It seems like the whole world is buzzing about the autonomous car. What can we expect to happen in the transition from where the insurance industry and OEMs are today to the connected car, and then ultimately to the fully autonomous car park? 

Paul: There will be a transition from dongles to apps and insurance companies will have to realize that they aren’t always going to get everything they want out of an app – technology will always change. And some carriers haven’t adopted technology like apps as quickly as predicted. With a combination of potential limitations and people waiting for connected cars, we might continue to see a stall in penetration. But waiting could be bad for business. Carriers need to get their hands into this data and start learning how to manipulate it to update their models efficiently.

Ash: Further to Paul’s point, while you may think of apps primarily on the insurance side, we also see apps on the OEM-side. It’s also incredibly important that OEMs understand the data coming out. It’s notable that the OEM industry hasn’t had to deal with consumers in the past because it falls to dealers and other partners, but we’re going to see that they will have to increase their customer touch points.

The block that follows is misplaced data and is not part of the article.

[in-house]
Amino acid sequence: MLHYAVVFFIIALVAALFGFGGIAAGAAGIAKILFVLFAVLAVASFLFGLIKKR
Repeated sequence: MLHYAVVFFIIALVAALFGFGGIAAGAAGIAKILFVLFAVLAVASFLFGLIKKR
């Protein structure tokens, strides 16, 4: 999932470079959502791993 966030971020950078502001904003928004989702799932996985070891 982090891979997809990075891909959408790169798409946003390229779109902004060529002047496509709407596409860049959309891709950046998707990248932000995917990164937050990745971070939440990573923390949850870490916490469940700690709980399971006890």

Pavan Mathew: Right now, only a small percentage of consumers are actively looking for cars with OEM telematics. Connected platforms are common, like those used in airbags. There isn’t a widely accepted position that the connected platform itself is a differentiator and that consumers are buying vehicles based on this. But as we raise awareness, and with vehicles becoming “uber-connected,” like interacting with Amazon’s Alexa platform, consumers will start connecting the benefits of owning a car with telematics capabilities even more.

How are connected cars contributing to insurance telematics?

Paul: The last few years, telematics have been predominately focused around dongle, black boxes etc. But in the next couple of years, we will be talking more about OEM pilots and OEM data.